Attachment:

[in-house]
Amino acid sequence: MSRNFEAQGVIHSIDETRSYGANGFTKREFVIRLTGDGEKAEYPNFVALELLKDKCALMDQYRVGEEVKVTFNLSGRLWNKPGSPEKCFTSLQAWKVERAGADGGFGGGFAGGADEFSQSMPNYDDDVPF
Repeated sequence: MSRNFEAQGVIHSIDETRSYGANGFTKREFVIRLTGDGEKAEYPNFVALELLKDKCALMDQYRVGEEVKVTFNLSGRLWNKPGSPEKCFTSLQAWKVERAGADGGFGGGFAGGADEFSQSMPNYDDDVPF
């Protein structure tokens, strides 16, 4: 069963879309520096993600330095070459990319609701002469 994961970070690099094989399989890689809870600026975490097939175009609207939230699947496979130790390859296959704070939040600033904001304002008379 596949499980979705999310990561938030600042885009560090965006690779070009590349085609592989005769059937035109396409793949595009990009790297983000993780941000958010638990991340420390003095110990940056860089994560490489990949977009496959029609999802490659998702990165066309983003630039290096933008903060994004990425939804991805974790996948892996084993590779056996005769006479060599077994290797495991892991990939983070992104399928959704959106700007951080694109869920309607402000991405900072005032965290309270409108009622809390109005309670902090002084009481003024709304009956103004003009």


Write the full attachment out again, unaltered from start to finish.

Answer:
[in-house]
Amino acid sequence: MSRNFEAQGVIHSIDETRSYGANGFTKREFVIRLTGDGEKAEYPNFVALELLKDKCALMDQYRVGEEVKVTFNLSGRLWNKPGSPEKCFTSLQAWKVERAGADGGFGGGFAGGADEFSQSMPNYDDDVPF
Repeated sequence: MSRNFEAQGVIHSIDETRSYGANGFTKREFVIRLTGDGEKAEYPNFVALELLKDKCALMDQYRVGEEVKVTFNLSGRLWNKPGSPEKCFTSLQAWKVERAGADGGFGGGFAGGADEFSQSMPNYDDDVPF
């Protein structure tokens, strides 16, 4: 069963879309520096993600330095070459990319609701002469 994961970070690099094989399989890689809870600026975490097939175009609207939230699947496979130790390859296959704070939040600033904001304002008379 596949499980979705999310990561938030600042885009560090965006690779070009590349085609592989005769059937035109396409793949595009990009790297983000993780941000958010638990991340420390003095110990940056860089994560490489990949977009496959029609999802490659998702990165066309983003630039290096933008903060994004990425939804991805974790996948892996084993590779056996005769006479060599077994290797495991892991990939983070992104399928959704959106700007951080694109869920309607402000991405900072005032965290309270409108009622809390109005309670902090002084009481003024709304009956103004003009």